Mary was the only patient to die. Seven illnesses were among pregnant people or newborns. One illness resulted in pregnancy loss, according to the federal Centers for Disease Control and Prevention.
Sick people’s samples were collected from Jan. 24, 2021, to Aug. 19, 2022. Patients ranged in age from less than 1 to 92 years. Half of them were female.
Samples from sick people showed a common strain of Listeria monocytogenes. That same strain was found on equipment at the Big Olaf production facility and in its ice cream.
Big Olaf first refused to recognize that it was the cause of the outbreak and refused to stop production and stop ice cream sales.
State officials with the Florida Department of Agriculture and Consumer Services began investigating the outbreak in the spring of 2022. They performed whole genome sequencing on samples of ice cream and equipment and found the outbreak strain of Listeria.
The pathogen was found in 10 environmental. Samples from the production facility and in 16 of 17 flavors of Big Olaf ice cream. Eventually, the state shut down the operation.
On July 2, 2022, the federal CDC advised people who had Big Olaf Creamery ice cream at home to throw away any remaining product. On July 13, 2022, Big Olaf Creamery LLC recalled all flavors, lots, and expiration dates of Big Olaf brand ice cream through June 30, 2022.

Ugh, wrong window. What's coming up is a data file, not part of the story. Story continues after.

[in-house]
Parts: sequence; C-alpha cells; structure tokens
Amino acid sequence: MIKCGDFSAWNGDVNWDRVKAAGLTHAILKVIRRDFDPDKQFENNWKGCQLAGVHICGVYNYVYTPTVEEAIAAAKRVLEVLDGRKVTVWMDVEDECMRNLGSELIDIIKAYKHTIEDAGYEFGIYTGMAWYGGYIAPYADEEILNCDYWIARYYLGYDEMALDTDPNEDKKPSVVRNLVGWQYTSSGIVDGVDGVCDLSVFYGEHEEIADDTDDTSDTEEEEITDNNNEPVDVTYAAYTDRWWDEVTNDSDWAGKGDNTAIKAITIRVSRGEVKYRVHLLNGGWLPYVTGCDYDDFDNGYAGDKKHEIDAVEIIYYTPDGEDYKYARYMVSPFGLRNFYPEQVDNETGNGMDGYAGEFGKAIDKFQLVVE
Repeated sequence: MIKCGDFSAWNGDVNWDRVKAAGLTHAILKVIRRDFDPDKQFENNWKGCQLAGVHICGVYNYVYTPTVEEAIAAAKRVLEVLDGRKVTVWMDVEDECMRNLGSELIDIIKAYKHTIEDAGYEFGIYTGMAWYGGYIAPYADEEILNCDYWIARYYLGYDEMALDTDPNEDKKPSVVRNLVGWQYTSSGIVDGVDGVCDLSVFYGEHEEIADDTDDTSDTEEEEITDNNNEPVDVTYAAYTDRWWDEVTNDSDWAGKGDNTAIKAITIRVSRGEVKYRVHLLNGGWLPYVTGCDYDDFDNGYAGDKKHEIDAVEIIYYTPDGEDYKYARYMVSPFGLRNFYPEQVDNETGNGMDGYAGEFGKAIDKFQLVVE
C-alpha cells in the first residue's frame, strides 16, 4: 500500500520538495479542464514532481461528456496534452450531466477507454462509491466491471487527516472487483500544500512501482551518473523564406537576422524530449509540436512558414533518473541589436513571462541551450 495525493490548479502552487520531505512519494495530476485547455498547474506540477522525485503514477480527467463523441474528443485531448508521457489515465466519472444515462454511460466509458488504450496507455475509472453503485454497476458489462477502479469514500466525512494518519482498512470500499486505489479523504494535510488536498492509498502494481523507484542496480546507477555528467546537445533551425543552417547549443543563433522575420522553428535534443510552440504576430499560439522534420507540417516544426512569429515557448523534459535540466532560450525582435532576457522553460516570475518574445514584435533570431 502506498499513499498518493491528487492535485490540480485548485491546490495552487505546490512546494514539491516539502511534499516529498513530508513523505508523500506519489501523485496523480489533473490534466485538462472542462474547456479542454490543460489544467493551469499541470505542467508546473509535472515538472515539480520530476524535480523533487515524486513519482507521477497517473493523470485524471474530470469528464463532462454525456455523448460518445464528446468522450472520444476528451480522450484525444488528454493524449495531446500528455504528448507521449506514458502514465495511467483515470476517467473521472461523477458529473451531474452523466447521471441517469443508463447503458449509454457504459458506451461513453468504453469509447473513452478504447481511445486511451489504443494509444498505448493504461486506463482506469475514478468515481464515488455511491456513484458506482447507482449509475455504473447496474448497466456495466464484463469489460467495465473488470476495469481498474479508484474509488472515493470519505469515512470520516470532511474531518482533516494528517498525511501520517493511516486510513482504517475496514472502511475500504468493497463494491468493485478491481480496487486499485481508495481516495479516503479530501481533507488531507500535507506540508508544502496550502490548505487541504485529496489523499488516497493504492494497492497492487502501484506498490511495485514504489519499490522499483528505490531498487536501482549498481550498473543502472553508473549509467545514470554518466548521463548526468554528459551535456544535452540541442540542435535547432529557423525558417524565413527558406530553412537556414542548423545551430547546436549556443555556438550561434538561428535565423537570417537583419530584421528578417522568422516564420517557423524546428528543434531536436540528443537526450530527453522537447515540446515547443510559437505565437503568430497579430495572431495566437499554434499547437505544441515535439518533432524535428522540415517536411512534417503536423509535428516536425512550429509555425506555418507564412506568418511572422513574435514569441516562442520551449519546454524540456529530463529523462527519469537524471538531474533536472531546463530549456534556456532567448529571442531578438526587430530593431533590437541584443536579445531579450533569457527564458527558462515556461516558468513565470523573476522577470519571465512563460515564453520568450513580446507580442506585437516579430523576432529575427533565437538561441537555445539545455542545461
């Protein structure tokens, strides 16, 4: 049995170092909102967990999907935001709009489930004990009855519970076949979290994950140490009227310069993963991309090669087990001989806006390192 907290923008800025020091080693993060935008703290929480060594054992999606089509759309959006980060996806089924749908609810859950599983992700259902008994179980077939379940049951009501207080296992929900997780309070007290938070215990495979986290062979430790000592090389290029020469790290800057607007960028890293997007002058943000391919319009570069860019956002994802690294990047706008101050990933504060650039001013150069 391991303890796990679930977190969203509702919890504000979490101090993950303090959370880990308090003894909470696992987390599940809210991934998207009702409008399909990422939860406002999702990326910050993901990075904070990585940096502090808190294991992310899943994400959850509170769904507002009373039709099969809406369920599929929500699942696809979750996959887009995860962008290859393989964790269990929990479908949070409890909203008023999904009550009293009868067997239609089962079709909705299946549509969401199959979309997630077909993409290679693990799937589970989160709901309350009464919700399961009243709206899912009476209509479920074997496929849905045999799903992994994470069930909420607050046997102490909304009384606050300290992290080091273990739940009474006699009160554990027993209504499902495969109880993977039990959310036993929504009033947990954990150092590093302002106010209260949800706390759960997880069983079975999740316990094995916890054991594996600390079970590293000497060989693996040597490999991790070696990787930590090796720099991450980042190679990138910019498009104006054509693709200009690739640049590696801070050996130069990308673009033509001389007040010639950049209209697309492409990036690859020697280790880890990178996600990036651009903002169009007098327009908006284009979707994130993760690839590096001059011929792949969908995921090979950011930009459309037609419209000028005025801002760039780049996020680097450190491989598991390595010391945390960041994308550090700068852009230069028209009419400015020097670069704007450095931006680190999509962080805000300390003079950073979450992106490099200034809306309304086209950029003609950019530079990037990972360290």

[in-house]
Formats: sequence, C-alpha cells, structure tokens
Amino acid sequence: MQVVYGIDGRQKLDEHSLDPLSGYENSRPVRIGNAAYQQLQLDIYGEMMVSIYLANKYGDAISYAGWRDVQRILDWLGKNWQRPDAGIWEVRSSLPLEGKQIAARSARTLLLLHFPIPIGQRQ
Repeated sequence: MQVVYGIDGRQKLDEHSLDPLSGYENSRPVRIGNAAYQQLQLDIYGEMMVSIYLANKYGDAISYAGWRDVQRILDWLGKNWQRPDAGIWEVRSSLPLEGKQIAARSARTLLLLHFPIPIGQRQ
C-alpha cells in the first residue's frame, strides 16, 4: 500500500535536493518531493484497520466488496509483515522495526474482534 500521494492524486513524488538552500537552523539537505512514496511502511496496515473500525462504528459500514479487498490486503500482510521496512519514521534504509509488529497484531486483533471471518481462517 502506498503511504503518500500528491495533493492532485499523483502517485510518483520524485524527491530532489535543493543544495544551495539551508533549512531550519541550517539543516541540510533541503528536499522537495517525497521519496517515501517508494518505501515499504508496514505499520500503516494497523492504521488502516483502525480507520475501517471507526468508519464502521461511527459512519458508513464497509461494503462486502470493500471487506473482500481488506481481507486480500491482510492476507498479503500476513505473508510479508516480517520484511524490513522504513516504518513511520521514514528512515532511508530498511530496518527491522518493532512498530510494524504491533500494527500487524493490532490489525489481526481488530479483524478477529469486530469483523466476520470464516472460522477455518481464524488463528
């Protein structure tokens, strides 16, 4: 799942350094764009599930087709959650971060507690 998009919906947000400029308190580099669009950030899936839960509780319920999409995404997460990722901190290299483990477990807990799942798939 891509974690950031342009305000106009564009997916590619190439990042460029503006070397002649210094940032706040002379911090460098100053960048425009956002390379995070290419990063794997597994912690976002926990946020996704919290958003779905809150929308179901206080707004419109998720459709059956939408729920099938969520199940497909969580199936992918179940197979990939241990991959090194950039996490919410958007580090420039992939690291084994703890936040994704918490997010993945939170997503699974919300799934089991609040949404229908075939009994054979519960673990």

The U.S. Food and Drug Administration also conducted an investigation and on Dec. 9, 2022, sent a warning letter to Big Olaf. The letter was regarding an inspection that ran from July 19 through Sept. 1, 2022.
The FDA warning letter cited voluminous violations of federal food safety laws. It also said Big Olaf’s owners had sought third-party help to defend their business.
“(T)he firm contracted with a third-party laboratory to conduct environmental swabbing (redacted by FDA). Multiple pieces of equipment used to manufacture ready-to-eat ice cream products were reported positive for Listeria monocytogenes by their contract laboratory, including (redacted by FDA). Additionally, four swabs of finished product ice cream buckets (redacted by FDA) were reported positive for Listeria monocytogenes,” according to the warning letter.